Drosophila feature widely in studies of invertebrate nociception and pain. It has been known since 1974[47] that these fruit-flies can be trained with sequential presentations of an odour and electric shock (odour-shock training) and will subsequently avoid the odour because it predicts something 'bad'.[48][49] A similar response has been found in the larvae of this species.[50] In an intruiging study,[51] Drosophila learned two kinds of prediction regarding a 'traumatic' experience. If an odour preceded an electric shock during training, it predicted shock and the flies subsequently avoided it. When the sequence of events during training was reversed, i.e. odour followed shock, the odour predicted relief from shock and flies approached it. The authors termed this latter effect 'relief' learning.

Many invertebrate species learn to withdraw from, or alter their behaviour in response to, a conditioned stimulus when this has been previously paired with an electric shock - cited by Sherwin[1] - and include snails, leeches, locusts, bees and various marine molluscs.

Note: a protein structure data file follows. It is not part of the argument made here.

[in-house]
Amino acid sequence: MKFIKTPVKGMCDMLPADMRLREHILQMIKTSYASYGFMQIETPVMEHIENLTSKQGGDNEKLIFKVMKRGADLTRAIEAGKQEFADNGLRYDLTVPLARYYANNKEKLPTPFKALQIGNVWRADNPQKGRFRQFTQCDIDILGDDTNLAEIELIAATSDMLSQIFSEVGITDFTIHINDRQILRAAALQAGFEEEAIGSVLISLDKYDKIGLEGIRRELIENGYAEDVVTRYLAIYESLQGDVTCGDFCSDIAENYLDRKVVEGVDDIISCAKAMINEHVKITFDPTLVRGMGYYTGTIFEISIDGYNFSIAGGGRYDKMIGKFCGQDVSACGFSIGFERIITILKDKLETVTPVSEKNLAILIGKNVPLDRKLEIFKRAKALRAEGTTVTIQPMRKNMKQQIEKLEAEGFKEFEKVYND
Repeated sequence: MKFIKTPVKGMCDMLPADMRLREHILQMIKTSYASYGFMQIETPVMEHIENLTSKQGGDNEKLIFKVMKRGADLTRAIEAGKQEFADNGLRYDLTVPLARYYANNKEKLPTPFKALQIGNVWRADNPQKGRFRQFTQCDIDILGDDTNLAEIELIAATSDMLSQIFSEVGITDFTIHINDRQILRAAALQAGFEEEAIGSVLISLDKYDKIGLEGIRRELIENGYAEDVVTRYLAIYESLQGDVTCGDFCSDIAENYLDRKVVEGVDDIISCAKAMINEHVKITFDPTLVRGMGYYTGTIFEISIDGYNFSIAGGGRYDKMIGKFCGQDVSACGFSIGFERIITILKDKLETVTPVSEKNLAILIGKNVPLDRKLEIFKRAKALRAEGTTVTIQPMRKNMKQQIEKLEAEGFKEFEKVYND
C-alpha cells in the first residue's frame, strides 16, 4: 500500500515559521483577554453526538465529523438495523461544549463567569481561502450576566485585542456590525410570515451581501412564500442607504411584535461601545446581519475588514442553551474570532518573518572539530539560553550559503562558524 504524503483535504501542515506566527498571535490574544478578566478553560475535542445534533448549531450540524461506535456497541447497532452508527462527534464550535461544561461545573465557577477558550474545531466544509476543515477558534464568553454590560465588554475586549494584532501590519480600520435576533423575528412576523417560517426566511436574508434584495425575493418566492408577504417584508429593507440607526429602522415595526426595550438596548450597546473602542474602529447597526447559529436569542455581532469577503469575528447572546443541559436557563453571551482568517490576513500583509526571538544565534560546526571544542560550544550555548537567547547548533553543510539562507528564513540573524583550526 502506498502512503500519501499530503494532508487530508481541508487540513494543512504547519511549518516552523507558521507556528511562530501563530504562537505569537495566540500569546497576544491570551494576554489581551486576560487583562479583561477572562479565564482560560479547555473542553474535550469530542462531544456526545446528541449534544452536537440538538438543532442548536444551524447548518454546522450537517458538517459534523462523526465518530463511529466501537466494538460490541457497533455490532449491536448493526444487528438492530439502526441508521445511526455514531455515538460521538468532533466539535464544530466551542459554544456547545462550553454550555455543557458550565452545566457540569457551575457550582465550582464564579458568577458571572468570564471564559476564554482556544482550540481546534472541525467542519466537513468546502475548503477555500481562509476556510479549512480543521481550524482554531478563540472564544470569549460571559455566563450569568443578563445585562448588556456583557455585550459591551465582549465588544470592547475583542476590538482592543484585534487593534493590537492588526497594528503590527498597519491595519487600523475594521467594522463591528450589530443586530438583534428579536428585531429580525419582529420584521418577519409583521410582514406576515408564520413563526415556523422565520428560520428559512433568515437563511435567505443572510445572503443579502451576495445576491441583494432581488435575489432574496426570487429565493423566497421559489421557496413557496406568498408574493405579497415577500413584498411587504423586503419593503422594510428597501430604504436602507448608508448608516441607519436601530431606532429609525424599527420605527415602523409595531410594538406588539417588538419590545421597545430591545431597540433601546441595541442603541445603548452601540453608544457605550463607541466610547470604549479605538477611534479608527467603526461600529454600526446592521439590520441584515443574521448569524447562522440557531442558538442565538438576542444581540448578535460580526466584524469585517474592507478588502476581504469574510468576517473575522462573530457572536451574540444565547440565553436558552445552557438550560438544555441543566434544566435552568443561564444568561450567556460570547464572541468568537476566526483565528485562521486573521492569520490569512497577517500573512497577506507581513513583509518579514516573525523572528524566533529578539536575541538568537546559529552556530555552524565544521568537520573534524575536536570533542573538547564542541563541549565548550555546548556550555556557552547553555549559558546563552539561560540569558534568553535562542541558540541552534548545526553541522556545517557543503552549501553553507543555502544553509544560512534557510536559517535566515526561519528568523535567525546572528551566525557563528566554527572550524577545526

If vertebrate species are used in studies on protective or motor behaviour and they respond in similar ways to those described above, it is usually assumed that the learning process is based on the animal experiencing a sensation of pain or discomfort from the stimulus, e.g. an electric shock. Argument-by-analogy suggests an analogous experience occurs in invertebrates.

Opioid receptors, effects of local anaesthetics or analgesics[edit | edit source]

In vertebrates, opiates modulate nociception and opioid receptor antagonists, e.g. naloxone and CTOP, reverse this effect. So, if opiates have similar effects in invertebrates as vertebrates, they should delay or reduce any protective response and the opioid antagonist should counteract this. It has been found that molluscs and insects have opioid binding sites or opioid general sensitivity. Certainly there are many examples of neuropeptides involved in vertebrate pain responses being found in invertebrates, for example, endorphins have been found in platyhelminthes, molluscs, annelids, crustaceans and insects (see[1][52]). It should be noted, however, that apart from analgesia, there are other effects of exogenous opiates specifically being involved in feeding behaviour and activation of immunocytes.[53] These latter functions might explain the presence of opioids and opioid receptors in extremely simple invertebrates and unicellular animals.